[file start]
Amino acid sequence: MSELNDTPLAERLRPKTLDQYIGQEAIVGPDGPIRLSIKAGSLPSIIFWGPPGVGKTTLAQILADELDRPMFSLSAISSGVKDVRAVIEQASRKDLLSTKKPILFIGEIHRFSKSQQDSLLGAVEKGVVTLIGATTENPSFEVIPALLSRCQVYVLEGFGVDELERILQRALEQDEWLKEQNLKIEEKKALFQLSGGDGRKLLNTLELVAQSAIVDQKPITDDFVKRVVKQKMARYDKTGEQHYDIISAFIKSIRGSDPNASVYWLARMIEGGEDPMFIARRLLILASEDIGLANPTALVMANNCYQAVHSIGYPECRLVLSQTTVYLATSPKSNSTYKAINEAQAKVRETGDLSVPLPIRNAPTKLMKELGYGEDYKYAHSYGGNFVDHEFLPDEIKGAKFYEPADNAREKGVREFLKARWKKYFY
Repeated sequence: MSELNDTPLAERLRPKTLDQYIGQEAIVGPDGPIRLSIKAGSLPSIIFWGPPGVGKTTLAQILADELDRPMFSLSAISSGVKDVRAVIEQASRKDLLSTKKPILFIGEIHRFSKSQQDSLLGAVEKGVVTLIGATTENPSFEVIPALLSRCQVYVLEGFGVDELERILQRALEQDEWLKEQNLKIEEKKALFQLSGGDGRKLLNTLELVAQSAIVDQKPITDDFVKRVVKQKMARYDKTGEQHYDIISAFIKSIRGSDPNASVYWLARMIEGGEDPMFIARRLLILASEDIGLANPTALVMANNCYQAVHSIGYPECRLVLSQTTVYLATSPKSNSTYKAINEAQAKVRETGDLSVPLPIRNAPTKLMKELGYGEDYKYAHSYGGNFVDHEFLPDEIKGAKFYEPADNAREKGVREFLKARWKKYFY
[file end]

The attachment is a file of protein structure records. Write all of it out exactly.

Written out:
Amino acid sequence: MSELNDTPLAERLRPKTLDQYIGQEAIVGPDGPIRLSIKAGSLPSIIFWGPPGVGKTTLAQILADELDRPMFSLSAISSGVKDVRAVIEQASRKDLLSTKKPILFIGEIHRFSKSQQDSLLGAVEKGVVTLIGATTENPSFEVIPALLSRCQVYVLEGFGVDELERILQRALEQDEWLKEQNLKIEEKKALFQLSGGDGRKLLNTLELVAQSAIVDQKPITDDFVKRVVKQKMARYDKTGEQHYDIISAFIKSIRGSDPNASVYWLARMIEGGEDPMFIARRLLILASEDIGLANPTALVMANNCYQAVHSIGYPECRLVLSQTTVYLATSPKSNSTYKAINEAQAKVRETGDLSVPLPIRNAPTKLMKELGYGEDYKYAHSYGGNFVDHEFLPDEIKGAKFYEPADNAREKGVREFLKARWKKYFY
Repeated sequence: MSELNDTPLAERLRPKTLDQYIGQEAIVGPDGPIRLSIKAGSLPSIIFWGPPGVGKTTLAQILADELDRPMFSLSAISSGVKDVRAVIEQASRKDLLSTKKPILFIGEIHRFSKSQQDSLLGAVEKGVVTLIGATTENPSFEVIPALLSRCQVYVLEGFGVDELERILQRALEQDEWLKEQNLKIEEKKALFQLSGGDGRKLLNTLELVAQSAIVDQKPITDDFVKRVVKQKMARYDKTGEQHYDIISAFIKSIRGSDPNASVYWLARMIEGGEDPMFIARRLLILASEDIGLANPTALVMANNCYQAVHSIGYPECRLVLSQTTVYLATSPKSNSTYKAINEAQAKVRETGDLSVPLPIRNAPTKLMKELGYGEDYKYAHSYGGNFVDHEFLPDEIKGAKFYEPADNAREKGVREFLKARWKKYFY